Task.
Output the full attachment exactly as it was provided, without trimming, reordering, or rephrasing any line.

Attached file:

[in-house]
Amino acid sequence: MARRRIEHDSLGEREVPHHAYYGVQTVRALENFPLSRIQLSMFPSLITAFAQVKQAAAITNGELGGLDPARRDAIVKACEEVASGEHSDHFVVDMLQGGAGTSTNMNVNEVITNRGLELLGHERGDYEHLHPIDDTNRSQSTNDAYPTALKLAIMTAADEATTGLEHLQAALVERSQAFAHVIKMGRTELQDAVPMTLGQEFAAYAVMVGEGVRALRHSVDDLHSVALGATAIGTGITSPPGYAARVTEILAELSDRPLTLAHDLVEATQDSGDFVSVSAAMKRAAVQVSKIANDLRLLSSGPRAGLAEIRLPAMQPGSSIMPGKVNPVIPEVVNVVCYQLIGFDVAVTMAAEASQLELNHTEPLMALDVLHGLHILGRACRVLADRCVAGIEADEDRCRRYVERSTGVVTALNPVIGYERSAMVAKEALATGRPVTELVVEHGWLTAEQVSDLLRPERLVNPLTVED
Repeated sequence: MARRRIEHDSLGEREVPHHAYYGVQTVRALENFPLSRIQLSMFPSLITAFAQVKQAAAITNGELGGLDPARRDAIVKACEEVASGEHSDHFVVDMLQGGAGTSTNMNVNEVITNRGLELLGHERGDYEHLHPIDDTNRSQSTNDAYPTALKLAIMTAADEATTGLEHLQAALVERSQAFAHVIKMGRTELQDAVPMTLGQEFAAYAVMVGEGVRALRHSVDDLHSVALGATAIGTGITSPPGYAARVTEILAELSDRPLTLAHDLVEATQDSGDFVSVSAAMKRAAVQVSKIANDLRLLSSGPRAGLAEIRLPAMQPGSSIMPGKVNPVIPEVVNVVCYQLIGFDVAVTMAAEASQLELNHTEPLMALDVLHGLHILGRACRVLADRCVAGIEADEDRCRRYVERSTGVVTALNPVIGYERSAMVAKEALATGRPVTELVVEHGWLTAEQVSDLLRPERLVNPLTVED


[in-house]
Amino acid sequence: MARRRIEHDSLGEREVPHHAYYGVQTVRALENFPLSRIQLSMFPSLITAFAQVKQAAAITNGELGGLDPARRDAIVKACEEVASGEHSDHFVVDMLQGGAGTSTNMNVNEVITNRGLELLGHERGDYEHLHPIDDTNRSQSTNDAYPTALKLAIMTAADEATTGLEHLQAALVERSQAFAHVIKMGRTELQDAVPMTLGQEFAAYAVMVGEGVRALRHSVDDLHSVALGATAIGTGITSPPGYAARVTEILAELSDRPLTLAHDLVEATQDSGDFVSVSAAMKRAAVQVSKIANDLRLLSSGPRAGLAEIRLPAMQPGSSIMPGKVNPVIPEVVNVVCYQLIGFDVAVTMAAEASQLELNHTEPLMALDVLHGLHILGRACRVLADRCVAGIEADEDRCRRYVERSTGVVTALNPVIGYERSAMVAKEALATGRPVTELVVEHGWLTAEQVSDLLRPERLVNPLTVED
Repeated sequence: MARRRIEHDSLGEREVPHHAYYGVQTVRALENFPLSRIQLSMFPSLITAFAQVKQAAAITNGELGGLDPARRDAIVKACEEVASGEHSDHFVVDMLQGGAGTSTNMNVNEVITNRGLELLGHERGDYEHLHPIDDTNRSQSTNDAYPTALKLAIMTAADEATTGLEHLQAALVERSQAFAHVIKMGRTELQDAVPMTLGQEFAAYAVMVGEGVRALRHSVDDLHSVALGATAIGTGITSPPGYAARVTEILAELSDRPLTLAHDLVEATQDSGDFVSVSAAMKRAAVQVSKIANDLRLLSSGPRAGLAEIRLPAMQPGSSIMPGKVNPVIPEVVNVVCYQLIGFDVAVTMAAEASQLELNHTEPLMALDVLHGLHILGRACRVLADRCVAGIEADEDRCRRYVERSTGVVTALNPVIGYERSAMVAKEALATGRPVTELVVEHGWLTAEQVSDLLRPERLVNPLTVED